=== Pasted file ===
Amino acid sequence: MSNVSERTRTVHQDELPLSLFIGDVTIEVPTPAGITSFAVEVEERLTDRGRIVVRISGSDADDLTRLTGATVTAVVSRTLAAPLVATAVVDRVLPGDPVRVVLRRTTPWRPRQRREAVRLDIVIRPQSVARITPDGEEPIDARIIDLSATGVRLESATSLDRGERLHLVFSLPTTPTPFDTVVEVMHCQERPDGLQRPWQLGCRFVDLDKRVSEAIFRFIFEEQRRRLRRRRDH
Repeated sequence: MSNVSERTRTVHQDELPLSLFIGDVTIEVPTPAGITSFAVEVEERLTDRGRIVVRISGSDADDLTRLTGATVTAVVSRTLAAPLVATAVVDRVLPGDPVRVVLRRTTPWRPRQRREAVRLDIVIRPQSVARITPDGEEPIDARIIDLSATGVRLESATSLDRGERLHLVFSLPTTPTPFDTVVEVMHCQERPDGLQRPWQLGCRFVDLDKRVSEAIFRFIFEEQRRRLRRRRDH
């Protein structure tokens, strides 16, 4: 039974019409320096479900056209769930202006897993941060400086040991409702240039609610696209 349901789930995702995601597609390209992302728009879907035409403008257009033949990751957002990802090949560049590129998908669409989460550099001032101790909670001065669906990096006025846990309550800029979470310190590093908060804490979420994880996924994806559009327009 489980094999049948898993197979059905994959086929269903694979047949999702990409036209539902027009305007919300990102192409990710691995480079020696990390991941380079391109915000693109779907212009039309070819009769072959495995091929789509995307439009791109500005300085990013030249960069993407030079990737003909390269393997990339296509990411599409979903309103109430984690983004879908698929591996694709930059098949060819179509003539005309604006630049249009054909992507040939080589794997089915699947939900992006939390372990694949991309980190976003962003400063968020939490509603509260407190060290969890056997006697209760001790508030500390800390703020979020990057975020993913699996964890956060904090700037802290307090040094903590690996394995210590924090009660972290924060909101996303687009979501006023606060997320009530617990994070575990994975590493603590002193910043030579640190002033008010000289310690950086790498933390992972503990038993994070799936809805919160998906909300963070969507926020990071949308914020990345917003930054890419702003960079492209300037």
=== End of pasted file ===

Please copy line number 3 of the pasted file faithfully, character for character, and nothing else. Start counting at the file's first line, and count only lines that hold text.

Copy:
């Protein structure tokens, strides 16, 4: 039974019409320096479900056209769930202006897993941060400086040991409702240039609610696209 349901789930995702995601597609390209992302728009879907035409403008257009033949990751957002990802090949560049590129998908669409989460550099001032101790909670001065669906990096006025846990309550800029979470310190590093908060804490979420994880996924994806559009327009 489980094999049948898993197979059905994959086929269903694979047949999702990409036209539902027009305007919300990102192409990710691995480079020696990390991941380079391109915000693109779907212009039309070819009769072959495995091929789509995307439009791109500005300085990013030249960069993407030079990737003909390269393997990339296509990411599409979903309103109430984690983004879908698929591996694709930059098949060819179509003539005309604006630049249009054909992507040939080589794997089915699947939900992006939390372990694949991309980190976003962003400063968020939490509603509260407190060290969890056997006697209760001790508030500390800390703020979020990057975020993913699996964890956060904090700037802290307090040094903590690996394995210590924090009660972290924060909101996303687009979501006023606060997320009530617990994070575990994975590493603590002193910043030579640190002033008010000289310690950086790498933390992972503990038993994070799936809805919160998906909300963070969507926020990071949308914020990345917003930054890419702003960079492209300037």